Karl Marx


Karl Marx Essay, Research Paper


Karl Marx was a German scholar who lived in the nineteenth century. He

spent most of his life studying, thinking and writing about history and

economics. A many years of study, much of it spent in England, he believed

that he understood more deeply than anyone who had ever lived before him

why there is injustice i world.


He said that all injustice and inequality is a result of one

underlying conflict in society. He called it a ‘class struggle’, that is,

a conflict bet the class of people who can afford to own money- producing

businesses, whom he called ‘capitalists’ or ‘the bourgeosie’, and the

class of people who do not surplus money to buy businesses and who are

therefore forced to work for wage whom he called ‘workers’.


Marx said that, because it was always in the economic interest of

capita to take advantage of or ‘exploit’ workers, nothing could persuade

capitalists change their ways. In other words, peaceful progess toward

equality and social justice was impossible. The only way to establish

justice, he said, was for t workers to overthrow the capitalists by means

of violent revolution. He urged workers around the world to revolt against

their rulers. “Workers of the world unite!” he wrote. “You have nothing to

lose but your chains.”


Another thing Marx taught was that organized religion, the churches,

help capitalists to keep the workers quiet and obedient. Religion,

according to Mar ‘the opiate of the masses’. The church tells working

people to forget about the injustice they meet in their lives and to think

instead of how wonderful it will in the after- life when they go to heaven.


Marx, with his colleague, Engels, spread his ideas in two famous

books, Capital’ and ‘The Communist Manifesto’.


In the early years of the twentieth century, Russia was ready for the

ide Marx. The Russian people were extremely discontented with their ruler,

Tsar Nicholas II, who had little interest in governing and was neglecting

the count badly. Making conditions even more miserable for the people were

the hardships the First World War and a particularly cold winter.


By 1917, the Russian people were desperate enough to accept a

revolution. fact, they got two for the price of one, the first in March

when the Tsar was deposed and a provisional government was set up. Then in

November a political called the Bolsheviks led a further rebellion which

ousted the provisional government. The leaders of the Bolsheviks, Lenin and

Trotsky, began to build a Russia, one built on the ideas of Marx, where

everyone was equal, where all property was owned by ‘the people’ rather

than by capitalists and where the two were in control of the government.


Not long afterward, Communist Russia was attacked by Britain, America

and France, who wanted to get rid of the communist government. They were

afraid the workers in their own countries might be inspired to imitate the

example of Rus Trotsky, a highly intelligent and energetic communist

leader, led the defence Russia with great success.


After Lenin’s death in 1924, a power struggle began between Trotsky

and a leader within the Communist Party named Stalin. While Trotsky was a

brilliant intellectual and an idealist, Stalin was a simpler, quieter sort

of person, who based his power not so much on plans and ideas as on

alliances with other member of the Communist Party. While Trotsky believed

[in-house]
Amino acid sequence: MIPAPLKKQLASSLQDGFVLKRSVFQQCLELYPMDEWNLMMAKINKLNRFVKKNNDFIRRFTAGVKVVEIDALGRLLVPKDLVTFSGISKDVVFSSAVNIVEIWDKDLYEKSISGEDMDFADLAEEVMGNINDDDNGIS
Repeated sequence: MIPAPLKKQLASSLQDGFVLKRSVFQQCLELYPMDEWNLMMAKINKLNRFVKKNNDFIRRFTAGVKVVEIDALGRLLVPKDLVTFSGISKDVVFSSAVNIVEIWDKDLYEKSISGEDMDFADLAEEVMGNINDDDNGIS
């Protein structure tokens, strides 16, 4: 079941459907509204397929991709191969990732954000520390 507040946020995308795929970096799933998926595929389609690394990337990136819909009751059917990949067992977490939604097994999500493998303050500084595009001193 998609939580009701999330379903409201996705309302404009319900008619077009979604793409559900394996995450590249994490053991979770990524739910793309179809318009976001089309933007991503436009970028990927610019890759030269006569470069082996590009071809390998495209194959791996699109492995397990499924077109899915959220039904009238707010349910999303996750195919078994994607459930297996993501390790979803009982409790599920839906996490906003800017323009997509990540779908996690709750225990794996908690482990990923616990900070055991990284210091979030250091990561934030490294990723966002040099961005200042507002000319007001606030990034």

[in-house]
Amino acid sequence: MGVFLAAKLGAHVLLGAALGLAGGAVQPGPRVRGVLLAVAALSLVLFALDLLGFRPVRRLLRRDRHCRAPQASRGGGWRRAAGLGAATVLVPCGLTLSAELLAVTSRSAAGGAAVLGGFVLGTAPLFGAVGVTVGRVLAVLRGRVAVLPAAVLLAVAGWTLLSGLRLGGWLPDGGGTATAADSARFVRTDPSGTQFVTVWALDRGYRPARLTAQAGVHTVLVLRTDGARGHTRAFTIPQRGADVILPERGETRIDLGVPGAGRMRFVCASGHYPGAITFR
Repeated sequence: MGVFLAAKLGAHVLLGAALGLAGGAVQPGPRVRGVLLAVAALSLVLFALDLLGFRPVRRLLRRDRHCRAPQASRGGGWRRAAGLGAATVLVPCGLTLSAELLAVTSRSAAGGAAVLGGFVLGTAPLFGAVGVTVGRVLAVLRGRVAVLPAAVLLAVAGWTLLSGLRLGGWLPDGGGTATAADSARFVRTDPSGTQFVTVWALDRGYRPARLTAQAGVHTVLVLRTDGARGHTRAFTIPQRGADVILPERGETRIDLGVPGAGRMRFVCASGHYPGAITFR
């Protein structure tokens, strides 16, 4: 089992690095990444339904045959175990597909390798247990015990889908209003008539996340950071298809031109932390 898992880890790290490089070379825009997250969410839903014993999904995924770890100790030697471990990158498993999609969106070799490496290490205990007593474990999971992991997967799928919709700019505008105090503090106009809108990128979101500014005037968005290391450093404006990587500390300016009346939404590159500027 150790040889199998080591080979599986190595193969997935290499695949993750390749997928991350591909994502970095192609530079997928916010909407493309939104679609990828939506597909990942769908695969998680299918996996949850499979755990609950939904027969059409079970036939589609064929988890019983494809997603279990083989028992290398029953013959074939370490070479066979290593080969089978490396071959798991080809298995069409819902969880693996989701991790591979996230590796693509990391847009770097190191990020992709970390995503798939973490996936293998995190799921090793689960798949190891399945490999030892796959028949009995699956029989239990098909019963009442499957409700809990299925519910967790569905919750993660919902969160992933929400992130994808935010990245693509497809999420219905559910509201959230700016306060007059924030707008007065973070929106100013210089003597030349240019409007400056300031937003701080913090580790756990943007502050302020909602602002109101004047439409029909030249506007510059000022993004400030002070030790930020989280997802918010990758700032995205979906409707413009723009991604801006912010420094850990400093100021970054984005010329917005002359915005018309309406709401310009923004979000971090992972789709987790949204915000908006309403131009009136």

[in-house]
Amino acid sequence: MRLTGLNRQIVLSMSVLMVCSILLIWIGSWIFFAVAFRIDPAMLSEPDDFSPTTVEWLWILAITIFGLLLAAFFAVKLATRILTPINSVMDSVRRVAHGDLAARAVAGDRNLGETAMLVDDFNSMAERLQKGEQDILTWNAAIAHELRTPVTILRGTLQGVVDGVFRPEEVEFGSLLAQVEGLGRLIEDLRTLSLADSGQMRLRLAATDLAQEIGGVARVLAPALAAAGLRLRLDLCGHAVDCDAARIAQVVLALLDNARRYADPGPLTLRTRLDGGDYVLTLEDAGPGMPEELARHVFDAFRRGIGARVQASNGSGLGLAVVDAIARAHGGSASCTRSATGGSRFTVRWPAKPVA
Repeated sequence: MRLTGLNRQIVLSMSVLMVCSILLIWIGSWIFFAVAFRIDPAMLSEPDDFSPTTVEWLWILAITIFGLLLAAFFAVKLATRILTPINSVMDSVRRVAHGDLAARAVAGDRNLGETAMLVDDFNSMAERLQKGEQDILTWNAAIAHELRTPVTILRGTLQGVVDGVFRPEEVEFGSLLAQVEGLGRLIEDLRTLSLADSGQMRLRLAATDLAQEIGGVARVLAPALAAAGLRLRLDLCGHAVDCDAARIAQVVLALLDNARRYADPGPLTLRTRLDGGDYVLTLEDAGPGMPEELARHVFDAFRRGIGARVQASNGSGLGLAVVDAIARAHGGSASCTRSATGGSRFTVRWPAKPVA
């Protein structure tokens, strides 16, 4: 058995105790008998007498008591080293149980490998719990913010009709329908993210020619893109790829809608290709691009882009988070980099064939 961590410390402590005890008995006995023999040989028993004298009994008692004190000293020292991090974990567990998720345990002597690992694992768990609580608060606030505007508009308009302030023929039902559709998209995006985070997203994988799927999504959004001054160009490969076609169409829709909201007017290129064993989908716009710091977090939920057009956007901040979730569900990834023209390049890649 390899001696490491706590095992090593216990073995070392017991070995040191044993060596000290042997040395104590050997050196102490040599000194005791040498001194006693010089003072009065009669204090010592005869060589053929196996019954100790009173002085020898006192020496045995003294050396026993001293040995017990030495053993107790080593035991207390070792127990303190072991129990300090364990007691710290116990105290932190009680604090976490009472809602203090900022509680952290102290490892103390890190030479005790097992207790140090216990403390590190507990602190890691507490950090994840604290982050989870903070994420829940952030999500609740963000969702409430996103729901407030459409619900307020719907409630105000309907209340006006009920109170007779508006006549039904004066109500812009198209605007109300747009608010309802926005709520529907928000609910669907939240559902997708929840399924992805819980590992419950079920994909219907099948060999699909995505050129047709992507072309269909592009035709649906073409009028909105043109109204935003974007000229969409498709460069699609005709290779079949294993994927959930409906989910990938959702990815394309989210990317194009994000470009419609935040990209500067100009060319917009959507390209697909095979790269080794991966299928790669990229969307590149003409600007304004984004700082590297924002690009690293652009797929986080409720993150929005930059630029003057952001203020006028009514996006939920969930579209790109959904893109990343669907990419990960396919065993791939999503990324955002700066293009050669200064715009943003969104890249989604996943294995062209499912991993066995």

in Russia’s trying to assist two all over the world to rise up in communist

revolutions against their bosses, S wanted Russia to take care of its own



The rivalry between the two leaders went on for several years.

Eventually 1929 Stalin gained the upper hand and drove Trotsky from Russia.

Stalin later up a scheme to industrialize the backward country which he

called the Five-Yea Plan. It included a number of Trotsky’s ideas which

Stalin had previously oppo


As Russia developed under Stalin, members of the Communist Party took

for themselves many privileges. All the original communist ideals of Marx

received service, but it became clearer and clearer that members of the

Communist Party becoming a ruling class that was not equal to non-members.


Most important of all to Stalin was ensuring that he remained in

power. H often used the most brutal tactics. Chief among his creations were

two highly effective political weapons – an efficient propaganda machine

which more and m promoted the idea of Stalin as a great, nearly god-like

leader, and a secret p force which kept the country quiet through the use

of terror. At one point during his rule, he organized ‘Show Trials’ in

which many of the people he did not lie strangely ‘confessed’ to very

serious crimes and were executed or sent to harsh prison camps.


Eventually Stalin began trading with non-communist countries of

western Europe, although he continued to be hostile to Germany. Then, in a

shocking ab face in 1939, he suddenly signed a non-aggression pact with

Hitler. Not long afterward, though, Hitler broke this agreement and

attacked Russia. In 1941 St was forced to enter World War II and make an

alliance with Britain and America




This takes us up to the time of the writing of Animal Farm – 1944. As

you see, nearly every event in the novel can be traced directly to an event

in Rus during the period from 1900- 1943. An interesting project is to list

the events the novel and match them up with the real events which Orwell

intended to sati In fact, the story has many, many similarities to the real

historical events, of them very detailed. For example, the digging up of

Major’s skull, and the h destroying their own eggs, both refer to specific

events that took place during rule of Stalin.

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